Ann Cavoukian has a plan to shore up privacy in a ubiquitously connected world


Ann Cavoukian is interested in your privacy, especially in a world where everything is connected to everything else. If you thought you were living in a technology landscape filled with data and analytics, you haven’t seen anything yet, she warned. As the number of devices on the Internet grows, and as they become an increasingly intimate part of your daily routine, the threat to privacy will only continue to grow.

Cavoukian is the former privacy commissioner of Ontario, and now heads up Ryerson University’s Privacy and Big Data Institute. She masterminded Privacy by Design (PbD), a set of seven principles that advocates privacy as a fundamental design characteristic for modern technology systems.

Privacy needs to be a first-class citizen more than ever in a world filled with connected devices designed to talk directly to each other, Cavoukian told SecTor in her video interview, which you can see here:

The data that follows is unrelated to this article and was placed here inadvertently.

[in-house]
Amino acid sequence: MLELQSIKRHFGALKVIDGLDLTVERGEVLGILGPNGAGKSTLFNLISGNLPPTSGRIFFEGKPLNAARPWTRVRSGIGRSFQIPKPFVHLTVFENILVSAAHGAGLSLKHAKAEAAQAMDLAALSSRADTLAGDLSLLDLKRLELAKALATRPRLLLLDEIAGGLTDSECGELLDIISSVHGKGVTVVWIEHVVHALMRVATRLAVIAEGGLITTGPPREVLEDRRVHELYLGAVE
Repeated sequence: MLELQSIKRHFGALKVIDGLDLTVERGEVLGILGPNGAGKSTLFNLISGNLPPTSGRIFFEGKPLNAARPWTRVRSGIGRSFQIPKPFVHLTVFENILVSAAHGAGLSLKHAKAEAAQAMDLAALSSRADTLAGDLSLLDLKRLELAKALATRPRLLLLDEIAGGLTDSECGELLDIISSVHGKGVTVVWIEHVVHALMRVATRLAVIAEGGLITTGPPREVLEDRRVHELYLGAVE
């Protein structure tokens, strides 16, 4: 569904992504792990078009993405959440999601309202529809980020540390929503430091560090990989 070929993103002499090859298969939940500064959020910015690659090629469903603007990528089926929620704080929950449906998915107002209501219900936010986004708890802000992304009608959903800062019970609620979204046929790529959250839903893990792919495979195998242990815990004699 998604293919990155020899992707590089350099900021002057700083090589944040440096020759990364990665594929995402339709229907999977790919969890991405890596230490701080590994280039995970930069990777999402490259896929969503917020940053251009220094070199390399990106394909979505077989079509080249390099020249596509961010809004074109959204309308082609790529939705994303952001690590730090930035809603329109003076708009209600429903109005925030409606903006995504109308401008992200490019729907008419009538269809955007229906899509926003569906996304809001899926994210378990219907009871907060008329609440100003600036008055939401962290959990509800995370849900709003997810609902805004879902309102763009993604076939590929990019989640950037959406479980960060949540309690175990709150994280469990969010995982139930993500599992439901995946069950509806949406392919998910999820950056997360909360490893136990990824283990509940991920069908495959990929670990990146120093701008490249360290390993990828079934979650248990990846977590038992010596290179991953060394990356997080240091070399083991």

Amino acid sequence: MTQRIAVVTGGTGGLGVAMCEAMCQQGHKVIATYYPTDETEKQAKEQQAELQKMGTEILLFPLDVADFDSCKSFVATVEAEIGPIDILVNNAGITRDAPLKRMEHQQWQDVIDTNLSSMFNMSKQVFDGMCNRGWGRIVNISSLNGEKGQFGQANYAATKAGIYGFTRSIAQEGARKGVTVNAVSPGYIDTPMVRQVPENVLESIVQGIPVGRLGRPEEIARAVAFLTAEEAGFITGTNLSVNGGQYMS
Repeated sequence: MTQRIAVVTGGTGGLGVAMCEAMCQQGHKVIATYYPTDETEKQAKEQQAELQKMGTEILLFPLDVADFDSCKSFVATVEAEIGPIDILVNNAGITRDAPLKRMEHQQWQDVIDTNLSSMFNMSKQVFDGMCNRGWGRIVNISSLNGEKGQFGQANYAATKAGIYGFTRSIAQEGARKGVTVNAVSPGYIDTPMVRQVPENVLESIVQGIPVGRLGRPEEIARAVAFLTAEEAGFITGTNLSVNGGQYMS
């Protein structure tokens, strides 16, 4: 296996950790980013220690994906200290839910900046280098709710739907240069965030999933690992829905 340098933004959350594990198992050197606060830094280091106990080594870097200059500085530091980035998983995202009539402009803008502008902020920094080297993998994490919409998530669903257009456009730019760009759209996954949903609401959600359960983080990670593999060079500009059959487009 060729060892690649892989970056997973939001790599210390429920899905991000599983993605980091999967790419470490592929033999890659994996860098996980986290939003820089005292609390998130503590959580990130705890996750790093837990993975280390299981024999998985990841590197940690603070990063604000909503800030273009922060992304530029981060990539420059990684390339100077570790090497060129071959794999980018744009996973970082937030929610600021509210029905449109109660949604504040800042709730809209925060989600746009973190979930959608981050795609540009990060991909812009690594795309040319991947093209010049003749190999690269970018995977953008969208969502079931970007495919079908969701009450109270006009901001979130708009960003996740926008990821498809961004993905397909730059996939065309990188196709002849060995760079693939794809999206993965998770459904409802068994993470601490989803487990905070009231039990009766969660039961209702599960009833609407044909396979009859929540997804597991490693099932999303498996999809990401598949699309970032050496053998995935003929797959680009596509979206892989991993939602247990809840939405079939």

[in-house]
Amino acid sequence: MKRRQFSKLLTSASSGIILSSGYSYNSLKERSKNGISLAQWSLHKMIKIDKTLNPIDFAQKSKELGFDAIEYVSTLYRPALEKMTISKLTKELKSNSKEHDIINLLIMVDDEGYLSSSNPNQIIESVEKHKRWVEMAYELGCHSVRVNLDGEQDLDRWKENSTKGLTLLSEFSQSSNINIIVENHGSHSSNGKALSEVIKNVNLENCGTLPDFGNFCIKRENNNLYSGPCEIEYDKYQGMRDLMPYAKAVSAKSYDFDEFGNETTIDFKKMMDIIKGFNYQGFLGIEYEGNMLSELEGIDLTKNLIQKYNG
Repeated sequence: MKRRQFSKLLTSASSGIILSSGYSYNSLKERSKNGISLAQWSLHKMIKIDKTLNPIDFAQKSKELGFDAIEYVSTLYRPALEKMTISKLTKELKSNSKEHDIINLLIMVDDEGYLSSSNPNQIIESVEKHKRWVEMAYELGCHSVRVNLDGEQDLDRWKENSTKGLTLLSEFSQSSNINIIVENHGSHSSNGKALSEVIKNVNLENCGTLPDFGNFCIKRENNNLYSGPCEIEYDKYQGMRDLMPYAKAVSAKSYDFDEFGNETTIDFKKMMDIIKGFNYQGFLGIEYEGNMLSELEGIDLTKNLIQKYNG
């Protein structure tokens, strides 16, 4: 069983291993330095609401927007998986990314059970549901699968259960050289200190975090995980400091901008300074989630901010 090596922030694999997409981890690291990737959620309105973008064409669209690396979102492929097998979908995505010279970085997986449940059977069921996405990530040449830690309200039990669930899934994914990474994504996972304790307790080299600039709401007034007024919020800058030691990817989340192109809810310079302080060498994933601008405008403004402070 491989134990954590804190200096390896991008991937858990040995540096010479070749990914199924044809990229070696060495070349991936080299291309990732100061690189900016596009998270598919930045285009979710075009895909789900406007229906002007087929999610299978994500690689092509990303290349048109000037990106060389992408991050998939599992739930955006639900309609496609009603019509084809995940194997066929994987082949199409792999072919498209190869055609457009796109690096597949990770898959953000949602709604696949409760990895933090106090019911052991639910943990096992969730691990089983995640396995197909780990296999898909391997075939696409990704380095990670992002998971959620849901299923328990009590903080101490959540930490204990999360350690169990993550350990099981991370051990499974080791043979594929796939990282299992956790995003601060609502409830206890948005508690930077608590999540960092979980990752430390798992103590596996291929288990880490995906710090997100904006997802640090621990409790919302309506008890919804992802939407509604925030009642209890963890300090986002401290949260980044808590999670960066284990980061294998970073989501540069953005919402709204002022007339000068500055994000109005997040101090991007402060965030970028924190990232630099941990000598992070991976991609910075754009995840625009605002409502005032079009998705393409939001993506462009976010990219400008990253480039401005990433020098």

All of our devices are collecting data that can paint a detailed picture of our lives, often without our knowledge or consent, she warned. Whether they’re monitoring the speed and location of your car, measuring the energy usage in your house, or assessing what you’re watching on TV, they are creating a digital impression of your daily activities.

Because IoT devices are often programmed to communicate that data to other services, it can be combined in different ways. Big data thrives on a steady, high-volume stream of structured and unstructured data that can be combined and trawled to find emerging behaviour, or make predictions about our circumstances.

Sometimes these predictions will be accurate, and sometimes they won’t. The point is that usage of that data is opaque. There isn’t much transparency, if any.

Canvoukian is pushing for PbD to be embedded into the big data structures that source information from the IoT. One aspect that she’s pushing for is the systematic de-identification of IoT data sets. Stripping out personally-identifiable information can be effective, she said, in spite of several high-profile attacks that have been mounted on such data.

Cavoukian talked about the principles underlying PbD during her Sector 2015 keynote speech, which you can see here: